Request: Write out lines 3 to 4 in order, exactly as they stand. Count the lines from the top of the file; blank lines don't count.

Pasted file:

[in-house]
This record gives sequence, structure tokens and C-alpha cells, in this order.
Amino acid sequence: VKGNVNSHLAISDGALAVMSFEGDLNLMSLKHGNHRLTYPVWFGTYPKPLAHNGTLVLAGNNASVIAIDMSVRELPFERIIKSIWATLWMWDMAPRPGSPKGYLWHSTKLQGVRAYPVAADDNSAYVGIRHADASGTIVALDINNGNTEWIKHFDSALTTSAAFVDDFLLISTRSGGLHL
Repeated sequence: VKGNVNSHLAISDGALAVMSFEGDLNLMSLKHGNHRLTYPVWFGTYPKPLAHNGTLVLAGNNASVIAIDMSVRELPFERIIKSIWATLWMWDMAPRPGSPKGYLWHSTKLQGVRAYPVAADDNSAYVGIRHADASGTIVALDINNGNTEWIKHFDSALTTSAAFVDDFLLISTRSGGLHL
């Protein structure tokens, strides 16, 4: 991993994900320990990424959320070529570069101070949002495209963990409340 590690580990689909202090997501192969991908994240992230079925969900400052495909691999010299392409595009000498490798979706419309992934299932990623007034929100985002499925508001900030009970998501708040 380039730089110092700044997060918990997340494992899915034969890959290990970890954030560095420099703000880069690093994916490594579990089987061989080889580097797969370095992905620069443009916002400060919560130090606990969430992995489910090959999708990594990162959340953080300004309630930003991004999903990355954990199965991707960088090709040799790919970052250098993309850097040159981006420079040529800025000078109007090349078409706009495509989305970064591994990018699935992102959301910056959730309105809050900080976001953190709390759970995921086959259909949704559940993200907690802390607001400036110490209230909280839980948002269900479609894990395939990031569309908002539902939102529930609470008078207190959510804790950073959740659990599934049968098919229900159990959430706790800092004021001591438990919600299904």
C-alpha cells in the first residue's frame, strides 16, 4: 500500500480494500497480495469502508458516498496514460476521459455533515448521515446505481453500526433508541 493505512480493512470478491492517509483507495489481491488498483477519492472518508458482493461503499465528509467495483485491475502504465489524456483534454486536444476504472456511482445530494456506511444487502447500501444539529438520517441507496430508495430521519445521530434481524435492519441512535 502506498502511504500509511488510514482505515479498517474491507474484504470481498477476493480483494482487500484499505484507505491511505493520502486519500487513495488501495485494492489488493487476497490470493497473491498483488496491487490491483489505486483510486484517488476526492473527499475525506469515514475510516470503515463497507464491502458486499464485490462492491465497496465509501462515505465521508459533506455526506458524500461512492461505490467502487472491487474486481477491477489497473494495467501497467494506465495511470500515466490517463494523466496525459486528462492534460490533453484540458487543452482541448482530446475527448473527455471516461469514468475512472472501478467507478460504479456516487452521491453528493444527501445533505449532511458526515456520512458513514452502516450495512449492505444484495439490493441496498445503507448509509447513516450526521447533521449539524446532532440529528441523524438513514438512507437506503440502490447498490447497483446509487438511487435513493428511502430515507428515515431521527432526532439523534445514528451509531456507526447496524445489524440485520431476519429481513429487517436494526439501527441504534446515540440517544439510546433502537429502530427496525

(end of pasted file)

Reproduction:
Amino acid sequence: VKGNVNSHLAISDGALAVMSFEGDLNLMSLKHGNHRLTYPVWFGTYPKPLAHNGTLVLAGNNASVIAIDMSVRELPFERIIKSIWATLWMWDMAPRPGSPKGYLWHSTKLQGVRAYPVAADDNSAYVGIRHADASGTIVALDINNGNTEWIKHFDSALTTSAAFVDDFLLISTRSGGLHL
Repeated sequence: VKGNVNSHLAISDGALAVMSFEGDLNLMSLKHGNHRLTYPVWFGTYPKPLAHNGTLVLAGNNASVIAIDMSVRELPFERIIKSIWATLWMWDMAPRPGSPKGYLWHSTKLQGVRAYPVAADDNSAYVGIRHADASGTIVALDINNGNTEWIKHFDSALTTSAAFVDDFLLISTRSGGLHL